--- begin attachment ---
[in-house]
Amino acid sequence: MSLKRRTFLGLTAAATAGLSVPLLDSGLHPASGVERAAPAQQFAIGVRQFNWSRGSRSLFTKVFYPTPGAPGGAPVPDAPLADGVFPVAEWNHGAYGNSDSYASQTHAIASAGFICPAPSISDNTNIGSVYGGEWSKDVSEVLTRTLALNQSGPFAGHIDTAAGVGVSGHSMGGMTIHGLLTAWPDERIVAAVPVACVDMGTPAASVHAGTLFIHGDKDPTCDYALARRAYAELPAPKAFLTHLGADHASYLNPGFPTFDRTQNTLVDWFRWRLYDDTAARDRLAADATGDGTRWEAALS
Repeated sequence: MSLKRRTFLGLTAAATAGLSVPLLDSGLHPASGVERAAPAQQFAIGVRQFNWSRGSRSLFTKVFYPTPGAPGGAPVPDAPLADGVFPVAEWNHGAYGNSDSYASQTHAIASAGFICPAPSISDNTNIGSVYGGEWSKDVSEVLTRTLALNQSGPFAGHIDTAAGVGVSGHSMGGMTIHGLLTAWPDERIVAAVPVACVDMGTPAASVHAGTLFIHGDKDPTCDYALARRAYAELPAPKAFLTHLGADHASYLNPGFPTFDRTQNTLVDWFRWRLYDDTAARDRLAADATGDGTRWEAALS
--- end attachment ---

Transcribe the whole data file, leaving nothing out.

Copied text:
[in-house]
Amino acid sequence: MSLKRRTFLGLTAAATAGLSVPLLDSGLHPASGVERAAPAQQFAIGVRQFNWSRGSRSLFTKVFYPTPGAPGGAPVPDAPLADGVFPVAEWNHGAYGNSDSYASQTHAIASAGFICPAPSISDNTNIGSVYGGEWSKDVSEVLTRTLALNQSGPFAGHIDTAAGVGVSGHSMGGMTIHGLLTAWPDERIVAAVPVACVDMGTPAASVHAGTLFIHGDKDPTCDYALARRAYAELPAPKAFLTHLGADHASYLNPGFPTFDRTQNTLVDWFRWRLYDDTAARDRLAADATGDGTRWEAALS
Repeated sequence: MSLKRRTFLGLTAAATAGLSVPLLDSGLHPASGVERAAPAQQFAIGVRQFNWSRGSRSLFTKVFYPTPGAPGGAPVPDAPLADGVFPVAEWNHGAYGNSDSYASQTHAIASAGFICPAPSISDNTNIGSVYGGEWSKDVSEVLTRTLALNQSGPFAGHIDTAAGVGVSGHSMGGMTIHGLLTAWPDERIVAAVPVACVDMGTPAASVHAGTLFIHGDKDPTCDYALARRAYAELPAPKAFLTHLGADHASYLNPGFPTFDRTQNTLVDWFRWRLYDDTAARDRLAADATGDGTRWEAALS